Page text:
I remember not rushing off to the movies theater to see Sofia Coppola’s Lost In Translation when it came out in 2003. Probably because I was in Asia at the time. But later I did see it. My initial reaction was that the film was dark and depressing. It was like witnessing a collision of automobiles at an intersection only instead of cars – Love and Life collided with Lost and Lonely.
I’ve since watched this film a few more times. Maybe to see if my understanding of the film had changed because of my own experiences in Japan, as well as my connections to Japanese culture via many Japanese TV drama series that I’ve seen.
Of course when you make a long-haul flight like that going to Japan from New York or from San Francisco, you will have that kind of physical/mental disorientation that can’t be avoided.
Then factor in the language barrier, with the possibility of insomnia, and it can be daunting. Staying in a hotel like The Park Hyatt in Tokyo in a room high above the streets can only add to one’s sense of isolation.
Bob Harris commented: Sure we have neon in the states too, only there, I can read the signs.
Of course, Tokyo is not the only city on the planet, where your senses undergo an assault from blazing neon. Nor are skyscraper hotels, karaoke clubs, strip clubs, and strobe lighted discos unique to Japan. But these are what Coppola presented to us on screen.
But Coppola also presented plenty of feelings for you to connect with by thinking about what you are seeing. Both Bill Murray’s portrayal of Bob Harris
– an actor being paid an enormous sum of money to do a commercial for a Japanese whiskey, and Scarlett Johannson’s Charlotte –
a young married woman left to her own devices while her photographer husband went off to work in Japan, gave us a visual perspective, which had to be digested mentally, of what it is to be isolated, lonely, and in an alienating environment.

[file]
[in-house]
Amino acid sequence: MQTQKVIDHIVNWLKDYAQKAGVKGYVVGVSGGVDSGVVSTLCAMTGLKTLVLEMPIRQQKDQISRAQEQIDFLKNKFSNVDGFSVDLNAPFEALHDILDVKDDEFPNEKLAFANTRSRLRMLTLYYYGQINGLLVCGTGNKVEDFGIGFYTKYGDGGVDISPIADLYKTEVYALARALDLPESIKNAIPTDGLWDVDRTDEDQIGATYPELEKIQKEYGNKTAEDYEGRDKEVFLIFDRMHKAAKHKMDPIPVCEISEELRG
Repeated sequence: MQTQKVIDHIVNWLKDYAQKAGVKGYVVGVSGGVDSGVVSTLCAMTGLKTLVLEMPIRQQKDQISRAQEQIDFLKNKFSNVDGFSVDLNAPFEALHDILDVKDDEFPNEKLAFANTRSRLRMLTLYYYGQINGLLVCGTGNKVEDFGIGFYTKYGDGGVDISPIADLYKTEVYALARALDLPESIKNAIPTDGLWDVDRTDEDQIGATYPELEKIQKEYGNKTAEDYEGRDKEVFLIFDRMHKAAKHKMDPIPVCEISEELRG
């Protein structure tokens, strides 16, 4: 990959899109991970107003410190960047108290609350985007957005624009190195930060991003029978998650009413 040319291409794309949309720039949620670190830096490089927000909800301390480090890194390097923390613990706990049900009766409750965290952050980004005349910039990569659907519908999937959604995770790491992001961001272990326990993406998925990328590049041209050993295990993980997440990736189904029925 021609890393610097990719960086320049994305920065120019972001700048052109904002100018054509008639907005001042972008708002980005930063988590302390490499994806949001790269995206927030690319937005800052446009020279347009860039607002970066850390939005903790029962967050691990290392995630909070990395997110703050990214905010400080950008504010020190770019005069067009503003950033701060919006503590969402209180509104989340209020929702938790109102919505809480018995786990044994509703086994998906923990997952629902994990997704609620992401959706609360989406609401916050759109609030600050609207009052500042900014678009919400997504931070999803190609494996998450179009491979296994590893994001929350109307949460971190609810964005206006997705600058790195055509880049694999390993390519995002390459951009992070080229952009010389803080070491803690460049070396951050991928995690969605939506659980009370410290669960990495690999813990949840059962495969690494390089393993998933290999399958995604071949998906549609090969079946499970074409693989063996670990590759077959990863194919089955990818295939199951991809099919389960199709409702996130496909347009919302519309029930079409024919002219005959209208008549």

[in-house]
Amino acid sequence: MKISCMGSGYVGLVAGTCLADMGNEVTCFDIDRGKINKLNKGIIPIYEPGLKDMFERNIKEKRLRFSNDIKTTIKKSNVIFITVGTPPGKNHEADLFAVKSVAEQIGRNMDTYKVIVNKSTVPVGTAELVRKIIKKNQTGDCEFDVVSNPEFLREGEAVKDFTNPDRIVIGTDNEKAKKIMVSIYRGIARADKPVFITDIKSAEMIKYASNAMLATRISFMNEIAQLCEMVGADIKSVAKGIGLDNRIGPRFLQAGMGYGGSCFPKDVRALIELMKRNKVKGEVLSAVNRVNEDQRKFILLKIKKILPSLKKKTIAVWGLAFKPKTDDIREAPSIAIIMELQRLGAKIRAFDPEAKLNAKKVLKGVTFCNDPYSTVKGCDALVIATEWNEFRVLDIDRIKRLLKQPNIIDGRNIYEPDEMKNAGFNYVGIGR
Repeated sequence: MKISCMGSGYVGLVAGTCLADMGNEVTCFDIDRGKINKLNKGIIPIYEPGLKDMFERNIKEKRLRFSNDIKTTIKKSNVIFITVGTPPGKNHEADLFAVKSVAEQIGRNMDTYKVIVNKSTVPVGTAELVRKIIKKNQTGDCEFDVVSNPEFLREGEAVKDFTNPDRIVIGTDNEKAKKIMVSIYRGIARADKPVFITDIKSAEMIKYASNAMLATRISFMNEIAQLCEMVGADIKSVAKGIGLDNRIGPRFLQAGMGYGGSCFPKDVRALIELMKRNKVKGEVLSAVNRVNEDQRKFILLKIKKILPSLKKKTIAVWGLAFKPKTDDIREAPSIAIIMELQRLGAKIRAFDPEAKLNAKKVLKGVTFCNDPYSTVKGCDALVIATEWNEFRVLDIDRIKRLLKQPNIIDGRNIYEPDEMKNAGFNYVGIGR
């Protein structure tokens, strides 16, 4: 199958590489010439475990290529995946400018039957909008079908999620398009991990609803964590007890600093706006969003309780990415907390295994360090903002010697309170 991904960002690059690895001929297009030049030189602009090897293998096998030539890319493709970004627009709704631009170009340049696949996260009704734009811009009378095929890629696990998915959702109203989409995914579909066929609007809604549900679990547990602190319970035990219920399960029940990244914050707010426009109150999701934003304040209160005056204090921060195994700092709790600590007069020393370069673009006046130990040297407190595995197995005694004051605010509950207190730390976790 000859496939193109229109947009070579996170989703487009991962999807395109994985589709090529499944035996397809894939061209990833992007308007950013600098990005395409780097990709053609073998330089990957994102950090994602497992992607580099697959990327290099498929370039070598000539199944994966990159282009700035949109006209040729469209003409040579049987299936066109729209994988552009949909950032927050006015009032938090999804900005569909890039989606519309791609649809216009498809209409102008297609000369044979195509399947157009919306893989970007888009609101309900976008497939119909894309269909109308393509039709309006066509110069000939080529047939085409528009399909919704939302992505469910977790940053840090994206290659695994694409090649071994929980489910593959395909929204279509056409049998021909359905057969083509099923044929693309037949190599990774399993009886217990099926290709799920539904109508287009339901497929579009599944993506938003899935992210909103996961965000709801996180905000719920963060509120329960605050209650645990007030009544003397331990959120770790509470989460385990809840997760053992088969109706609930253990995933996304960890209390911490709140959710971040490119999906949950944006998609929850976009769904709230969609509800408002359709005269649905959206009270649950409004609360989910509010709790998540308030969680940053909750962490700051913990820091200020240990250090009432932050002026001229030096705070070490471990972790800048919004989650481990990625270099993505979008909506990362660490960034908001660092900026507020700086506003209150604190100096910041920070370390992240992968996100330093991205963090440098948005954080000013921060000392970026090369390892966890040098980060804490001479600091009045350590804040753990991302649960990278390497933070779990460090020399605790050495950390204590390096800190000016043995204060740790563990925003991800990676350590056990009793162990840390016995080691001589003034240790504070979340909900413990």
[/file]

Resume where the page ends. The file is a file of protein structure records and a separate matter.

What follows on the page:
Let’s see, I’ve been to Japan more than a few times; loved riding those bullet trains. But the country is more than just great trains that arrive on time. My own experiences were different to a degree. Early in the film, we have Murray as Harris a crowded elevator.
He is head and shoulders above all the Japanese men in the elevator. I too am quite tall, and experienced that sense of my size being quite different.
But walking in the streets in Shinjuku, I often felt invisible. I mean that despite my size, most Japanese in Tokyo, didn’t find me unusual enough to warrant them paying me any attention at all. I was just another foreigner in their city.
However outside of Tokyo. Things were different. In Nikko, I was surrounded by a pack of about 20 7th graders all eager to talk to the gaijin – in short they wanted to practice their English. On my way to Miyajima to see the historic and beautiful Torii Gate in the sea, an elderly Japanese woman spoke to me in Japanese asking me if Miyajima was my destination, in Osaka local people spoke to me on the trains, and in Kyoto, a few Japanese people asked me directly in English if I was lost, or needed directions to somewhere.
The country is a visual feast. Oh sure, the cities have their issues of blocky, ugly city buildings chock-a- block with the more traditional buildings that you could see within the cities in parks, shrines, temples, and gardens that are just wonderful.
In fact one of my favorites artists – Jeremy Barlow – has done a wonderful series of paintings set in Japan. I offer these as contrast to the Japan that Coppola showed us. It’s not that Coppola’s view is wrong, or that Barlow’s view is right.
They represent just two perspectives of the same place. And Coppola knew that as well. She had Charlotte visit some temples and gardens as a break from the kinetic Tokyo that we saw in the Shinjuku or Roppongi street scenes in the the film.
Barlow’s works seemingly are much more respectful of Japan’s beauty than was Coppola’s film. Maybe I mistook Coppola’s intentions, but as one of the film’s taglines line said, “Friendship needs no translation.” Which is fine as a concept, but in the film, this concept was represented only between the characters of Bob and Charlotte.
And that’s how I feel about Barlow’s Japanese paintings. There’s no culture clash in these artworks. Nor may we say that there’s a lot of painterly flourishes in them either.
Barlow’s works both clarify and explain Japan as far as the artist’s perception. There’s no mistaking the admiration and awe.
Just as there’s no mistaking that I enjoy Barlow’s paintings.